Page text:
Movies

Movie Review

Before the Notorious RBG became notorious

Felicity Jones stars as Ruth Bader Ginsburg in “On the Basis of Sex.”
Jonathan Wenk/Focus Features
Felicity Jones stars as Ruth Bader Ginsburg in “On the Basis of Sex.”

There’s honestly not a huge difference between the young Ruth Bader Ginsburg drama “On the Basis of Sex” and “Bohemian Rhapsody.” Both movies usher us into the private lives of public figures while commemorating some of their biggest hits, whether that’s “We Will Rock You” or a victory in the 10th Circuit Court of Appeals that transforms the legal landscape and the lives of American women.

Both, too, play strictly according to the rules of biopic formula, which is why “On the Basis of Sex” is watchable, illuminating, and ultimately unmemorable — inspiring without being inspired. The movie could be considered a useful footnote to the documentary “RBG,” which came out earlier this year, itself a footnote to the long, legendary career of the Supreme Court justice. If the documentary sometimes feels blinded by admiration, the film takes pains to humanize Ginsburg and situate her early successes within the stifling male culture of the 1950s, ’60s, and ’70s. The results still feel slightly canned.

“Basis” opens on Christmas Day.

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Directed by Mimi Leder (“The Peacemaker,” “Pay It Forward”) from a screenplay by first-time scripter (and Ginsburg’s nephew) Daniel Stiepleman, “Basis” is at its best when it subtly or starkly illustrates the long uphill climb faced by a woman lawyer. The movie opens with the 1953 matriculation of the incoming class of Harvard Law, the glee club singing “10,000 Men of Harvard” while Ginsburg (Felicity Jones) is a lone figure in blue among self-satisfied gray suits. At a mixer for the few female students, the dean (Sam Waterston) asks each to explain why she feels qualified to take a slot away from a deserving man. True story.

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In Ruth’s corner, then and forever, is her husband and fellow attorney Marty Ginsburg (Armie Hammer), and “On the Basis of Sex” trots us through the couple’s early crises and the wife’s difficulty finding a law job despite being at the top of her class at both Harvard and Columbia. (While raising two children and nursing Marty through a cancer bout and taking his law classes as well as hers.) Some moments land squarely, sharply, and well, like the job interview with a seemingly sympathetic law partner who stares at her cleavage. Other moments take some getting used to: A tender bedroom love scene featuring Ginsburg in her underwear is like . . . like . . . watching Ruth Bader Ginsburg in her underwear.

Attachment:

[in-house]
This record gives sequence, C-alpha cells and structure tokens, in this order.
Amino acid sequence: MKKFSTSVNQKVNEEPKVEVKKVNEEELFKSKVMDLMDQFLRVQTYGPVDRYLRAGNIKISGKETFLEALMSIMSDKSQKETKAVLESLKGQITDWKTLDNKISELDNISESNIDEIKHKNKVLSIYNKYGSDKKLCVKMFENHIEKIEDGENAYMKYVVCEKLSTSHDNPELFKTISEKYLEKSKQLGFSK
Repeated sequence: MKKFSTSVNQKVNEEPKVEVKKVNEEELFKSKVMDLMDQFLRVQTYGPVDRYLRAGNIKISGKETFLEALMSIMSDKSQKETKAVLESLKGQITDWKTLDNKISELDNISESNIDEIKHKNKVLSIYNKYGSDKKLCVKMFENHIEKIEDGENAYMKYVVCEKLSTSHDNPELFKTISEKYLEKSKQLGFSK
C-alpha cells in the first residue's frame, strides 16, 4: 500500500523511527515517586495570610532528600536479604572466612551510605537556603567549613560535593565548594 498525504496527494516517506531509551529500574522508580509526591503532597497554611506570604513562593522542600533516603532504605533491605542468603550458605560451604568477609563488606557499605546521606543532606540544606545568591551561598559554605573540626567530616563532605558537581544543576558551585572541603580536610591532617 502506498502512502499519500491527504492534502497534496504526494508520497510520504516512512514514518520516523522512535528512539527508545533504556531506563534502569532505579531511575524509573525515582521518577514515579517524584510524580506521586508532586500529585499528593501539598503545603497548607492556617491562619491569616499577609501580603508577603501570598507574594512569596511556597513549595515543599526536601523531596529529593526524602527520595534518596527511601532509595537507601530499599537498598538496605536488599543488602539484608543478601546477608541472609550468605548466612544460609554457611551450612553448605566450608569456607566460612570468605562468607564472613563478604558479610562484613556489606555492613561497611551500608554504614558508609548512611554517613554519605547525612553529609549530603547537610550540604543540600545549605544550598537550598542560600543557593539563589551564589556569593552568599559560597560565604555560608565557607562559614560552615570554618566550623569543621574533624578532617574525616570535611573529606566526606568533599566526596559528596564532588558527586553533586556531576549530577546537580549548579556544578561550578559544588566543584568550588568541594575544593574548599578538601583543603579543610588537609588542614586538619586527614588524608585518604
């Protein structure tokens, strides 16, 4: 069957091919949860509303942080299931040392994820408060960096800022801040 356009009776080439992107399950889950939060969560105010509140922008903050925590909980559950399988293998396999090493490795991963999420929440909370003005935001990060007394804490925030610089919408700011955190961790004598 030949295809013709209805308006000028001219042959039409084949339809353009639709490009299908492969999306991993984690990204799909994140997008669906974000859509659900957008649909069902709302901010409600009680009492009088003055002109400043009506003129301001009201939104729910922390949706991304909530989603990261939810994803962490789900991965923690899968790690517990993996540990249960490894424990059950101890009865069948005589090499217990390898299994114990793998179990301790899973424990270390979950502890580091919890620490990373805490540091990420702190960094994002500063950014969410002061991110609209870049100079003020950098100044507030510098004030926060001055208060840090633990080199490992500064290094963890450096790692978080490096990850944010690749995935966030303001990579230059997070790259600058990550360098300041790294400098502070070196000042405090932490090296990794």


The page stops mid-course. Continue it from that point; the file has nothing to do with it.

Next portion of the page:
Eventually we’re in 1970, she’s teaching a course on Sex Discrimination and the Law at Rutgers and hankering for the case that will allow her to start overturning centuries of statutes unfair to women. Marty hands her a tax case and the light bulb goes on: The person being discriminated against on the basis of sex is a man.

The movie leads us up to the climactic November 1972 arguing of Charles E. Moritz v. Commissioner of Internal Revenue, detailing the personalities and power struggles: Charlie Moritz (good old Chris Mulkey), penalized by the IRS for caring for his aged mother; Mel Wulf (Justin Theroux), the ACLU firebrand who agrees to join forces with the Ginsburgs while brusquely advising Ruth to “smile more” and not sound so “shrewish”; pioneering woman lawyer Dorothy Kenyon (Kathy Bates), glowering sagely from the movie’s corners.

Particularly interesting is the frazzled relationship between Ruth and her teenage daughter, Jane (Cailee Spaeny), a righteous young student activist who can’t believe her mother is so square. (Ruth is aghast that Atticus Finch in “To Kill a Mockingbird” acts unethically for a good cause, so Jane kind of has a point.)

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A bravura performance in the lead might break through this movie’s wall of glossy reserve, but Ginsburg isn’t a bravura personality (she listens to opera for that), and Jones is wise not to play her as one. The Brooklyn accent comes and goes, but the acting stays true and under the radar. “On the Basis of Sex” is dutiful Classics Illustrated filmmaking, with the villains easy to spot, the goal distant but obtainable, and an 11th-hour speech that just may save the day.

“We’re not asking you to change the country,” Ginsburg reminds the three judges on the bench before her during the film’s climax. “We’re asking you to protect the right of the country to change.” If those sentiments and others spur a young moviegoer to want to help effect that change, “On the Basis of Sex” will have done its job. It doesn’t have to be great — just good enough.

½
ON THE BASIS OF SEX

Directed by Mimi Leder. Written by Daniel Stiepleman. Starring Felicity Jones, Armie Hammer, Justin Theroux, Sam Waterston, Kathy Bates, Cailee Spaeny. At Boston theaters, suburbs. 120 minutes. PG-13 (language, some suggestive content)

Ty Burr can be reached at ty.burr@globe.com. Follow him on Twitter @tyburr.